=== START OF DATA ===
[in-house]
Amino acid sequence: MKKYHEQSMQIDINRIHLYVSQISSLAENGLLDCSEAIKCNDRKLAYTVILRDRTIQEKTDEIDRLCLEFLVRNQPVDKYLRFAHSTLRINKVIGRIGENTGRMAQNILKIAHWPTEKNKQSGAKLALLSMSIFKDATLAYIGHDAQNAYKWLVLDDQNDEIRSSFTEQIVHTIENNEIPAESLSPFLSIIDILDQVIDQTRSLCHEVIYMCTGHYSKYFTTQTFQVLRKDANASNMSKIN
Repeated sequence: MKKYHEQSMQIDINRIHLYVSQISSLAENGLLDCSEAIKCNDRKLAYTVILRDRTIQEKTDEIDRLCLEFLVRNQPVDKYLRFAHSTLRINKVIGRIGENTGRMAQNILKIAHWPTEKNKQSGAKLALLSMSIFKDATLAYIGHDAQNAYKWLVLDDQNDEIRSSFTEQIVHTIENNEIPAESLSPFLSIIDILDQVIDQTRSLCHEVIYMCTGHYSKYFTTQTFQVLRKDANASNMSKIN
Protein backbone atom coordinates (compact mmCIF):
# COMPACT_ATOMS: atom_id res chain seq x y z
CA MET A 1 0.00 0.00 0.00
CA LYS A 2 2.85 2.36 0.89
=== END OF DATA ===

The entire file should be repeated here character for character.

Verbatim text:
[in-house]
Amino acid sequence: MKKYHEQSMQIDINRIHLYVSQISSLAENGLLDCSEAIKCNDRKLAYTVILRDRTIQEKTDEIDRLCLEFLVRNQPVDKYLRFAHSTLRINKVIGRIGENTGRMAQNILKIAHWPTEKNKQSGAKLALLSMSIFKDATLAYIGHDAQNAYKWLVLDDQNDEIRSSFTEQIVHTIENNEIPAESLSPFLSIIDILDQVIDQTRSLCHEVIYMCTGHYSKYFTTQTFQVLRKDANASNMSKIN
Repeated sequence: MKKYHEQSMQIDINRIHLYVSQISSLAENGLLDCSEAIKCNDRKLAYTVILRDRTIQEKTDEIDRLCLEFLVRNQPVDKYLRFAHSTLRINKVIGRIGENTGRMAQNILKIAHWPTEKNKQSGAKLALLSMSIFKDATLAYIGHDAQNAYKWLVLDDQNDEIRSSFTEQIVHTIENNEIPAESLSPFLSIIDILDQVIDQTRSLCHEVIYMCTGHYSKYFTTQTFQVLRKDANASNMSKIN
Protein backbone atom coordinates (compact mmCIF):
# COMPACT_ATOMS: atom_id res chain seq x y z
CA MET A 1 0.00 0.00 0.00
CA LYS A 2 2.85 2.36 0.89